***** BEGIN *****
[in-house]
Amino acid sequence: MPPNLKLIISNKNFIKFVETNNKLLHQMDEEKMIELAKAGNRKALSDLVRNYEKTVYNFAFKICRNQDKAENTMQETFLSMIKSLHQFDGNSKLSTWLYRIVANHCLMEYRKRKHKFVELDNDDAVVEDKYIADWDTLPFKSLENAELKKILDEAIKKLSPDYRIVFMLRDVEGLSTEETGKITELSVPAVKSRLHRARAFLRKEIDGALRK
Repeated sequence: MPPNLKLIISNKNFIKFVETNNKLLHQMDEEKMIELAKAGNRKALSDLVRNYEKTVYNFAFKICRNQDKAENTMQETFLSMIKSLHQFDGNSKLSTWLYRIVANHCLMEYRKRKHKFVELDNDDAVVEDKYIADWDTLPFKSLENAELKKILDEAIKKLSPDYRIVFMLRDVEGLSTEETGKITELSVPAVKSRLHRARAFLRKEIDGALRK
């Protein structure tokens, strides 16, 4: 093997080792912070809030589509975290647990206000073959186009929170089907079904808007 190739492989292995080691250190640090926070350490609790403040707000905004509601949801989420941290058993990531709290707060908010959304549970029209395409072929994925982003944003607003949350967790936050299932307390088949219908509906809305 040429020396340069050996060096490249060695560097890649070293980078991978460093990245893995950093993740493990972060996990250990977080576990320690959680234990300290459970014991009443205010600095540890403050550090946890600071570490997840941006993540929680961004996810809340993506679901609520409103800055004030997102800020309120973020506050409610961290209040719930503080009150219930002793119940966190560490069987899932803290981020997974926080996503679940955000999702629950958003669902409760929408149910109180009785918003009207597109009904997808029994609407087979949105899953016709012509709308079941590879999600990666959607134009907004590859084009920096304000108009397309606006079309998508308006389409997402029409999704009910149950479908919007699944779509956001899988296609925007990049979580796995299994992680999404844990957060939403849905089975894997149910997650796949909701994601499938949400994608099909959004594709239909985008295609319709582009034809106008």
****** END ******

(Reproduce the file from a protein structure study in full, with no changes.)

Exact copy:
[in-house]
Amino acid sequence: MPPNLKLIISNKNFIKFVETNNKLLHQMDEEKMIELAKAGNRKALSDLVRNYEKTVYNFAFKICRNQDKAENTMQETFLSMIKSLHQFDGNSKLSTWLYRIVANHCLMEYRKRKHKFVELDNDDAVVEDKYIADWDTLPFKSLENAELKKILDEAIKKLSPDYRIVFMLRDVEGLSTEETGKITELSVPAVKSRLHRARAFLRKEIDGALRK
Repeated sequence: MPPNLKLIISNKNFIKFVETNNKLLHQMDEEKMIELAKAGNRKALSDLVRNYEKTVYNFAFKICRNQDKAENTMQETFLSMIKSLHQFDGNSKLSTWLYRIVANHCLMEYRKRKHKFVELDNDDAVVEDKYIADWDTLPFKSLENAELKKILDEAIKKLSPDYRIVFMLRDVEGLSTEETGKITELSVPAVKSRLHRARAFLRKEIDGALRK
């Protein structure tokens, strides 16, 4: 093997080792912070809030589509975290647990206000073959186009929170089907079904808007 190739492989292995080691250190640090926070350490609790403040707000905004509601949801989420941290058993990531709290707060908010959304549970029209395409072929994925982003944003607003949350967790936050299932307390088949219908509906809305 040429020396340069050996060096490249060695560097890649070293980078991978460093990245893995950093993740493990972060996990250990977080576990320690959680234990300290459970014991009443205010600095540890403050550090946890600071570490997840941006993540929680961004996810809340993506679901609520409103800055004030997102800020309120973020506050409610961290209040719930503080009150219930002793119940966190560490069987899932803290981020997974926080996503679940955000999702629950958003669902409760929408149910109180009785918003009207597109009904997808029994609407087979949105899953016709012509709308079941590879999600990666959607134009907004590859084009920096304000108009397309606006079309998508308006389409997402029409999704009910149950479908919007699944779509956001899988296609925007990049979580796995299994992680999404844990957060939403849905089975894997149910997650796949909701994601499938949400994608099909959004594709239909985008295609319709582009034809106008």